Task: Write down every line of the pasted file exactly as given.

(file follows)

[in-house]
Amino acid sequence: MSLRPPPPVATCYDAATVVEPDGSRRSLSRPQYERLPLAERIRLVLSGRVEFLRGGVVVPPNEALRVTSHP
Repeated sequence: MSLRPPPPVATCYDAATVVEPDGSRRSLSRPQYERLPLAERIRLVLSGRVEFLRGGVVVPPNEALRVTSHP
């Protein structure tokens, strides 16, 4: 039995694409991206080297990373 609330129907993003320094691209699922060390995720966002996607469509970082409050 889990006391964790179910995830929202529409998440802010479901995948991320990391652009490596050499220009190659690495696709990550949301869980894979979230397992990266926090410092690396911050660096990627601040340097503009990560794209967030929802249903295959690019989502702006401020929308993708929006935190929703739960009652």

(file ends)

[in-house]
Amino acid sequence: MSLRPPPPVATCYDAATVVEPDGSRRSLSRPQYERLPLAERIRLVLSGRVEFLRGGVVVPPNEALRVTSHP
Repeated sequence: MSLRPPPPVATCYDAATVVEPDGSRRSLSRPQYERLPLAERIRLVLSGRVEFLRGGVVVPPNEALRVTSHP
């Protein structure tokens, strides 16, 4: 039995694409991206080297990373 609330129907993003320094691209699922060390995720966002996607469509970082409050 889990006391964790179910995830929202529409998440802010479901995948991320990391652009490596050499220009190659690495696709990550949301869980894979979230397992990266926090410092690396911050660096990627601040340097503009990560794209967030929802249903295959690019989502702006401020929308993708929006935190929703739960009652």